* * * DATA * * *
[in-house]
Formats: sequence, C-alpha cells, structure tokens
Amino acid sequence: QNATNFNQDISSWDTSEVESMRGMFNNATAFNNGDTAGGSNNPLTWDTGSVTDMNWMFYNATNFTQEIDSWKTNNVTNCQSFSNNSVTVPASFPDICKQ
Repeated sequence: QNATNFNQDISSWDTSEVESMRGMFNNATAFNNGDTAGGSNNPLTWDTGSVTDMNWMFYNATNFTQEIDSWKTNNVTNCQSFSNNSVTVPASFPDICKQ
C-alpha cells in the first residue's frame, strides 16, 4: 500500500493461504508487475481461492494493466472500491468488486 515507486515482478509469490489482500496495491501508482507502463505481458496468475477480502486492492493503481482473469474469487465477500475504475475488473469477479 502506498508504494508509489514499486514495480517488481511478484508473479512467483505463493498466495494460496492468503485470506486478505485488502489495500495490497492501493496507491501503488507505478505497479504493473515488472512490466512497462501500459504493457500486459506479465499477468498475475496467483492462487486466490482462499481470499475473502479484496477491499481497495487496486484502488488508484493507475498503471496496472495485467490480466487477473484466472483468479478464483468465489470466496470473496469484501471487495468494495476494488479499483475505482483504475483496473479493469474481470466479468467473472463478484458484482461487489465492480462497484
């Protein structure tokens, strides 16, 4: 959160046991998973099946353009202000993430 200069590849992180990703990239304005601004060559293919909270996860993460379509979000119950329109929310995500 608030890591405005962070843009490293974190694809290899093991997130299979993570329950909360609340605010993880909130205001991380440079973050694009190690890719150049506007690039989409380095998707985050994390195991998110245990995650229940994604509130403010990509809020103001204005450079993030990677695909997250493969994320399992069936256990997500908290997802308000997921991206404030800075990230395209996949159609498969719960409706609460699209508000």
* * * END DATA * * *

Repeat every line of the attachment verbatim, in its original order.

[in-house]
Formats: sequence, C-alpha cells, structure tokens
Amino acid sequence: QNATNFNQDISSWDTSEVESMRGMFNNATAFNNGDTAGGSNNPLTWDTGSVTDMNWMFYNATNFTQEIDSWKTNNVTNCQSFSNNSVTVPASFPDICKQ
Repeated sequence: QNATNFNQDISSWDTSEVESMRGMFNNATAFNNGDTAGGSNNPLTWDTGSVTDMNWMFYNATNFTQEIDSWKTNNVTNCQSFSNNSVTVPASFPDICKQ
C-alpha cells in the first residue's frame, strides 16, 4: 500500500493461504508487475481461492494493466472500491468488486 515507486515482478509469490489482500496495491501508482507502463505481458496468475477480502486492492493503481482473469474469487465477500475504475475488473469477479 502506498508504494508509489514499486514495480517488481511478484508473479512467483505463493498466495494460496492468503485470506486478505485488502489495500495490497492501493496507491501503488507505478505497479504493473515488472512490466512497462501500459504493457500486459506479465499477468498475475496467483492462487486466490482462499481470499475473502479484496477491499481497495487496486484502488488508484493507475498503471496496472495485467490480466487477473484466472483468479478464483468465489470466496470473496469484501471487495468494495476494488479499483475505482483504475483496473479493469474481470466479468467473472463478484458484482461487489465492480462497484
């Protein structure tokens, strides 16, 4: 959160046991998973099946353009202000993430 200069590849992180990703990239304005601004060559293919909270996860993460379509979000119950329109929310995500 608030890591405005962070843009490293974190694809290899093991997130299979993570329950909360609340605010993880909130205001991380440079973050694009190690890719150049506007690039989409380095998707985050994390195991998110245990995650229940994604509130403010990509809020103001204005450079993030990677695909997250493969994320399992069936256990997500908290997802308000997921991206404030800075990230395209996949159609498969719960409706609460699209508000």